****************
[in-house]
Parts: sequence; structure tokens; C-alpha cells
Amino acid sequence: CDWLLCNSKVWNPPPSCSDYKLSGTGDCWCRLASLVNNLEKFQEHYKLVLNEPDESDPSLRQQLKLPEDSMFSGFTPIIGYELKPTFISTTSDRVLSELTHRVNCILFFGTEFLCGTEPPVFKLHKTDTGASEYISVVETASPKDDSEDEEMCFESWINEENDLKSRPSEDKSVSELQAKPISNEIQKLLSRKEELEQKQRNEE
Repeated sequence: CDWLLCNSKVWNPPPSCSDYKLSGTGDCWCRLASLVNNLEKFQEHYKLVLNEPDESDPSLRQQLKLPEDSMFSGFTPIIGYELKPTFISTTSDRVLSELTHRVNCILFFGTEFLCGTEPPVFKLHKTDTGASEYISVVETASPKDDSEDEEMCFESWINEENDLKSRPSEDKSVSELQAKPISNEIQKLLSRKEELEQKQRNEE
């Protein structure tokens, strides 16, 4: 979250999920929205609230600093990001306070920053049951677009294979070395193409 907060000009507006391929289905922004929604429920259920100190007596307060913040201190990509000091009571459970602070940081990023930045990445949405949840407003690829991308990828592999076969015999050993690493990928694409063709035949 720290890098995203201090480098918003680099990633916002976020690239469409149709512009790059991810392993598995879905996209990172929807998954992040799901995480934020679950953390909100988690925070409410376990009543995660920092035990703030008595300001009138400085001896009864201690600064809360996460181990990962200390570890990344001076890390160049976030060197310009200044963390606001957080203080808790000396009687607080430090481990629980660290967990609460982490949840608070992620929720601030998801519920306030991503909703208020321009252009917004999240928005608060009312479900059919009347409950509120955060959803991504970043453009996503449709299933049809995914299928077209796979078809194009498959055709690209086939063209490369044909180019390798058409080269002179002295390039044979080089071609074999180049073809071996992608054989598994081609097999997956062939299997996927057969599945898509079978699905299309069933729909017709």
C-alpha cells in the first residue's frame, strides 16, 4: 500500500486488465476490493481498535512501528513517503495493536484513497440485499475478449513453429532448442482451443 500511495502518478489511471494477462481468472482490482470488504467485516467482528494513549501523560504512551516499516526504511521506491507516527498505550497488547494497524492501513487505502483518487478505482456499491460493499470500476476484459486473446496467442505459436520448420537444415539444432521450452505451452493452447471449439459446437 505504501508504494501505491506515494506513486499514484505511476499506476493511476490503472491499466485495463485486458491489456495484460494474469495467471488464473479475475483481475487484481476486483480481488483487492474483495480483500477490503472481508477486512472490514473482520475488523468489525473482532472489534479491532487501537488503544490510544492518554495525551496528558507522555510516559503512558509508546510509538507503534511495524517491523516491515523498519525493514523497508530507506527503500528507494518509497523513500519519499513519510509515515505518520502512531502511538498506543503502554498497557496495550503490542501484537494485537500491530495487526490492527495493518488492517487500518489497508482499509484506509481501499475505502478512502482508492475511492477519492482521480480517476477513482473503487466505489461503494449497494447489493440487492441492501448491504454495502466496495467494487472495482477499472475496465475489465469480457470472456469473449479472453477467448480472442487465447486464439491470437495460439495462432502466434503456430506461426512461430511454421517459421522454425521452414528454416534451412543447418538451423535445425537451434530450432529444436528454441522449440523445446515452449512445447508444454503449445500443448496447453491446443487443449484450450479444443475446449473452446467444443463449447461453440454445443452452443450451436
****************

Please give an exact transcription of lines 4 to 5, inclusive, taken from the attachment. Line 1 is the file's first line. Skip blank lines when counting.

Repeated sequence: CDWLLCNSKVWNPPPSCSDYKLSGTGDCWCRLASLVNNLEKFQEHYKLVLNEPDESDPSLRQQLKLPEDSMFSGFTPIIGYELKPTFISTTSDRVLSELTHRVNCILFFGTEFLCGTEPPVFKLHKTDTGASEYISVVETASPKDDSEDEEMCFESWINEENDLKSRPSEDKSVSELQAKPISNEIQKLLSRKEELEQKQRNEE
């Protein structure tokens, strides 16, 4: 979250999920929205609230600093990001306070920053049951677009294979070395193409 907060000009507006391929289905922004929604429920259920100190007596307060913040201190990509000091009571459970602070940081990023930045990445949405949840407003690829991308990828592999076969015999050993690493990928694409063709035949 720290890098995203201090480098918003680099990633916002976020690239469409149709512009790059991810392993598995879905996209990172929807998954992040799901995480934020679950953390909100988690925070409410376990009543995660920092035990703030008595300001009138400085001896009864201690600064809360996460181990990962200390570890990344001076890390160049976030060197310009200044963390606001957080203080808790000396009687607080430090481990629980660290967990609460982490949840608070992620929720601030998801519920306030991503909703208020321009252009917004999240928005608060009312479900059919009347409950509120955060959803991504970043453009996503449709299933049809995914299928077209796979078809194009498959055709690209086939063209490369044909180019390798058409080269002179002295390039044979080089071609074999180049073809071996992608054989598994081609097999997956062939299997996927057969599945898509079978699905299309069933729909017709």